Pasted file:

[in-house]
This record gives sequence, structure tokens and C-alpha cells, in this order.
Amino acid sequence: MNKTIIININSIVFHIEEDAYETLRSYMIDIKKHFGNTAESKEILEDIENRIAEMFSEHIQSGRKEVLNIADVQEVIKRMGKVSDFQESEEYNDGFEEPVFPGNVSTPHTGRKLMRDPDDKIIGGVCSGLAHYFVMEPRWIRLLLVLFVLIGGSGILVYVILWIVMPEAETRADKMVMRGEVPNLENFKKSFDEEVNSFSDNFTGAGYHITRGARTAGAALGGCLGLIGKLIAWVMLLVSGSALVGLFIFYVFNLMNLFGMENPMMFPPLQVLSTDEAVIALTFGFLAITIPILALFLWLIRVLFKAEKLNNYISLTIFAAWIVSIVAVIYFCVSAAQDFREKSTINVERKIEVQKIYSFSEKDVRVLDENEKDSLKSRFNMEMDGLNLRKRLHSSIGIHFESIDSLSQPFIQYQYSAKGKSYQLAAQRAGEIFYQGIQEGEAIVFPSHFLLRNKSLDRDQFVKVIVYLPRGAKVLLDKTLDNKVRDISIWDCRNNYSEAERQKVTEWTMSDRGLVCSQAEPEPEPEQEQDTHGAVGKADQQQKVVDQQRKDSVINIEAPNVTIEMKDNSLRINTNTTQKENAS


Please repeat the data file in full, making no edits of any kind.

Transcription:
[in-house]
This record gives sequence, structure tokens and C-alpha cells, in this order.
Amino acid sequence: MNKTIIININSIVFHIEEDAYETLRSYMIDIKKHFGNTAESKEILEDIENRIAEMFSEHIQSGRKEVLNIADVQEVIKRMGKVSDFQESEEYNDGFEEPVFPGNVSTPHTGRKLMRDPDDKIIGGVCSGLAHYFVMEPRWIRLLLVLFVLIGGSGILVYVILWIVMPEAETRADKMVMRGEVPNLENFKKSFDEEVNSFSDNFTGAGYHITRGARTAGAALGGCLGLIGKLIAWVMLLVSGSALVGLFIFYVFNLMNLFGMENPMMFPPLQVLSTDEAVIALTFGFLAITIPILALFLWLIRVLFKAEKLNNYISLTIFAAWIVSIVAVIYFCVSAAQDFREKSTINVERKIEVQKIYSFSEKDVRVLDENEKDSLKSRFNMEMDGLNLRKRLHSSIGIHFESIDSLSQPFIQYQYSAKGKSYQLAAQRAGEIFYQGIQEGEAIVFPSHFLLRNKSLDRDQFVKVIVYLPRGAKVLLDKTLDNKVRDISIWDCRNNYSEAERQKVTEWTMSDRGLVCSQAEPEPEPEQEQDTHGAVGKADQQQKVVDQQRKDSVINIEAPNVTIEMKDNSLRINTNTTQKENAS